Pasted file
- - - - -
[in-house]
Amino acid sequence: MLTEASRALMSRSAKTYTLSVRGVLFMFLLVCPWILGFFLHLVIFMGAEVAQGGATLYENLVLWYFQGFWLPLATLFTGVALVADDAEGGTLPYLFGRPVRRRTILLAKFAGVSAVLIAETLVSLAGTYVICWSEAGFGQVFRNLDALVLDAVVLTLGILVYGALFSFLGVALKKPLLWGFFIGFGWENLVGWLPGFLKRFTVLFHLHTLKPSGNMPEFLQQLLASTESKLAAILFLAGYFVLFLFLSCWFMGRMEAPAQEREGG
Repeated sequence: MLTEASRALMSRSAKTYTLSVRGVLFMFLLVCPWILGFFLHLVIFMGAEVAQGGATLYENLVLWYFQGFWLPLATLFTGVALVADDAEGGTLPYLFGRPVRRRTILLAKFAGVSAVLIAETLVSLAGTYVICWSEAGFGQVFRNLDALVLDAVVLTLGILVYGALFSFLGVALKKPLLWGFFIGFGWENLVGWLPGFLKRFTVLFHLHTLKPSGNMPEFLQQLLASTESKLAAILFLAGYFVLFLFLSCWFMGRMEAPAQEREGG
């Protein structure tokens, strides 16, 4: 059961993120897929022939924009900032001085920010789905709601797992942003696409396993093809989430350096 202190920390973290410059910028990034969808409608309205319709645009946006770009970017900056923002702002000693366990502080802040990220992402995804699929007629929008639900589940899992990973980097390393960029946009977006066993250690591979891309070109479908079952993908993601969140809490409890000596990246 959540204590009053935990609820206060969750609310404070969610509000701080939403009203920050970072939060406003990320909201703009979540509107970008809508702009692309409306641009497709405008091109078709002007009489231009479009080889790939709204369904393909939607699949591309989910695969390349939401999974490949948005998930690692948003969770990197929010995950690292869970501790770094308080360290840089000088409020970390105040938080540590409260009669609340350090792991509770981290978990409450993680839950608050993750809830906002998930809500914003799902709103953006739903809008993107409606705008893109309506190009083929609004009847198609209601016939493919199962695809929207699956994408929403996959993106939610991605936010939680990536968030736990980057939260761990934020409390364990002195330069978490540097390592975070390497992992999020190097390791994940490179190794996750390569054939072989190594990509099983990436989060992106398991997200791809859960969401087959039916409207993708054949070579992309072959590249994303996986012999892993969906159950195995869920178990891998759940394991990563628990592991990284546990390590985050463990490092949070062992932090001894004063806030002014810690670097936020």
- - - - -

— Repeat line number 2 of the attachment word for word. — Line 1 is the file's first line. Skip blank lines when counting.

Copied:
Amino acid sequence: MLTEASRALMSRSAKTYTLSVRGVLFMFLLVCPWILGFFLHLVIFMGAEVAQGGATLYENLVLWYFQGFWLPLATLFTGVALVADDAEGGTLPYLFGRPVRRRTILLAKFAGVSAVLIAETLVSLAGTYVICWSEAGFGQVFRNLDALVLDAVVLTLGILVYGALFSFLGVALKKPLLWGFFIGFGWENLVGWLPGFLKRFTVLFHLHTLKPSGNMPEFLQQLLASTESKLAAILFLAGYFVLFLFLSCWFMGRMEAPAQEREGG